Paul Pierce left the Boston Celtics this summer after sixteen years with the franchise, the last seven with mercurial but sorcerous point guard Rajon Rondo. Rondo's known for a variety of moves and abilities, but likely none more common than his famous fake, palming the ball behind his back as a fake to shift the defender backwards before slithering past, usually for a layup.

Rondo didn't invent the Rondo, he only popularized it. So Pierce, now with the Nets, probably didn't learn the Rondo from Rondo. But he still pulled off a hell of a Rondo against the Dallas Mavericks. Watch above.

 

In an interview with Joan Rivers - Fashion Police, Boston Celtics guard Rajon Rondo opens up about the fight he got into with Kris Humphries on November 28th in Boston.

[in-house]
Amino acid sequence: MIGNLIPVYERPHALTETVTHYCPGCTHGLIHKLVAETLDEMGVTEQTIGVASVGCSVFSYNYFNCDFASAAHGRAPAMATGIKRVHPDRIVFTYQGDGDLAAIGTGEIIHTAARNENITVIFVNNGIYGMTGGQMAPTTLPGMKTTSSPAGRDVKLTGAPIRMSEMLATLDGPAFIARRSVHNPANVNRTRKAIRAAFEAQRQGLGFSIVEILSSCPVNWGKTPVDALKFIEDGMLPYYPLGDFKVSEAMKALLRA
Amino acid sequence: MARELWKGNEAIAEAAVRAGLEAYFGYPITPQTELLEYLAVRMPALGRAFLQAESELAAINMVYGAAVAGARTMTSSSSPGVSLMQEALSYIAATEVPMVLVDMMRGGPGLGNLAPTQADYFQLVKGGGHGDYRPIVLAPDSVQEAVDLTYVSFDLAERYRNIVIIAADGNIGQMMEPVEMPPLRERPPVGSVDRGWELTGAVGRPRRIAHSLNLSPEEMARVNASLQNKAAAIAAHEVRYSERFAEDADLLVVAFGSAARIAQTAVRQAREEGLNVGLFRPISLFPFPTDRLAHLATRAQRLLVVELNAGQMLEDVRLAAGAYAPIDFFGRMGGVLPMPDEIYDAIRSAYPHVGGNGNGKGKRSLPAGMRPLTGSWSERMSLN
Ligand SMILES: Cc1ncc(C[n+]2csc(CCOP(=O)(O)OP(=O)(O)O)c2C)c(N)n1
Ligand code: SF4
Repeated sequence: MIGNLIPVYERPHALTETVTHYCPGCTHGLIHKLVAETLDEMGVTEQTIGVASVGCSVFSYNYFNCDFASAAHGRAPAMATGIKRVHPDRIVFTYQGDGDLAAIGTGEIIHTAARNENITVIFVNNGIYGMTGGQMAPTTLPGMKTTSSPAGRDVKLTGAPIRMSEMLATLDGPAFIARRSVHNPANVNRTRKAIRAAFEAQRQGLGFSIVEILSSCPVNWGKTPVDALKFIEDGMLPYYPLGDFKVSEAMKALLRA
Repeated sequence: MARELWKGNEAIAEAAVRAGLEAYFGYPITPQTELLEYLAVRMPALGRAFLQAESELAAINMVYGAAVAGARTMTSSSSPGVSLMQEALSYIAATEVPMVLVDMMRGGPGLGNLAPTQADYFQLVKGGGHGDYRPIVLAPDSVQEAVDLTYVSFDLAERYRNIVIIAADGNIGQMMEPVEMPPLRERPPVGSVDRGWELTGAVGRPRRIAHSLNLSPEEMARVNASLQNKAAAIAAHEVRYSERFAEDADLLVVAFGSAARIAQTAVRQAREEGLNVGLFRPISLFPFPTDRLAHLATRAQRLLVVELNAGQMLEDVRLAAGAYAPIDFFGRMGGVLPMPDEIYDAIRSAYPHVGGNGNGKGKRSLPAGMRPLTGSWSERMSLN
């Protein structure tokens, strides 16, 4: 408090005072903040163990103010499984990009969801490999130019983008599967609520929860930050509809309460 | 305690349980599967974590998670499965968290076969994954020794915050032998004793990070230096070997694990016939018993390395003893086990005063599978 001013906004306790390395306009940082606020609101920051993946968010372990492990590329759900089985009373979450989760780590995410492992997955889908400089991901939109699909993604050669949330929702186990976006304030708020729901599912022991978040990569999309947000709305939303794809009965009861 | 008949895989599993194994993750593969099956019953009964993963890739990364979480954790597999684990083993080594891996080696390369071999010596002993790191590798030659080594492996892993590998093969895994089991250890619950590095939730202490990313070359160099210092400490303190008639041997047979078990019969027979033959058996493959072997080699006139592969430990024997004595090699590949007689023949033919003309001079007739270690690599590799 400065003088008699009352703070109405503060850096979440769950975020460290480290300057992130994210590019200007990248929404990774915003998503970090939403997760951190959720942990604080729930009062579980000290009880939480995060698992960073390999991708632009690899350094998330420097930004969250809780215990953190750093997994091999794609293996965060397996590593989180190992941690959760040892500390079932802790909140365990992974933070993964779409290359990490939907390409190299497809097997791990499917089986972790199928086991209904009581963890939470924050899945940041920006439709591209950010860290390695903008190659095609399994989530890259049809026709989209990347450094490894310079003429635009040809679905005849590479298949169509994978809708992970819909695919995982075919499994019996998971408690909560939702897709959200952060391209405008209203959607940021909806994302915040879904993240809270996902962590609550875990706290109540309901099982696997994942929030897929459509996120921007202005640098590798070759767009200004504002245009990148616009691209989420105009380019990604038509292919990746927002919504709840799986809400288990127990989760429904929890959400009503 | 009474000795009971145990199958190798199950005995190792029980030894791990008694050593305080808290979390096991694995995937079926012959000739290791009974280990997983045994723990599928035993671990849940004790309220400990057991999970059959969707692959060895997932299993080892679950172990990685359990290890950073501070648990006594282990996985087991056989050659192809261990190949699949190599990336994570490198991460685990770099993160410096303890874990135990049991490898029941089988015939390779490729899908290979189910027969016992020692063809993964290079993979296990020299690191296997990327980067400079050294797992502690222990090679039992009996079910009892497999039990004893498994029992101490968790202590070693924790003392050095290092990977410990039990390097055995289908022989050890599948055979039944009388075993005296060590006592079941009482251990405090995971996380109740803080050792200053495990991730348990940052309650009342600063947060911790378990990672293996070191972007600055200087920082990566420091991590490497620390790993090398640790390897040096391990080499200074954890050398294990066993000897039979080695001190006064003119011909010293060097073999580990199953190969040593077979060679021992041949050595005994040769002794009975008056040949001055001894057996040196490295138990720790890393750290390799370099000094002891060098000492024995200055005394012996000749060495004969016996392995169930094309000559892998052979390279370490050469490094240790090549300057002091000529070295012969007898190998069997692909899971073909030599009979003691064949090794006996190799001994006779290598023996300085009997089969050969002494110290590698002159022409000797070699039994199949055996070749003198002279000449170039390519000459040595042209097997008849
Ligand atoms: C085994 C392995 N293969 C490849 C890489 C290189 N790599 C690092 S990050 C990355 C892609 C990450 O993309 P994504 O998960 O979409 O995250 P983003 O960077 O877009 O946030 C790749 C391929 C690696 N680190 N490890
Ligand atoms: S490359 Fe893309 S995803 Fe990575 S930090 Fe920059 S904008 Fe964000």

In that situation, it's a heated game," Rondo said. "I think I'm going to war with him. I'm out there competing. Which we are, in a sense. I thought he made a dirty play on my teammate and I wasn't trying to start a fight.

"It was a pushing war, that was about it. It got carried into the stands. Nothing more, nothing less. I don't have a problem with Kris Humphries."

Rondo was suspended two games for his role in the fight. Humphries was not suspended.

Many thanks to intrepid sports journalist Joan Rivers for getting to the bottom of the Rajon Rondo-Kris Humphries beef/non-beef.

Video of the fight in November below.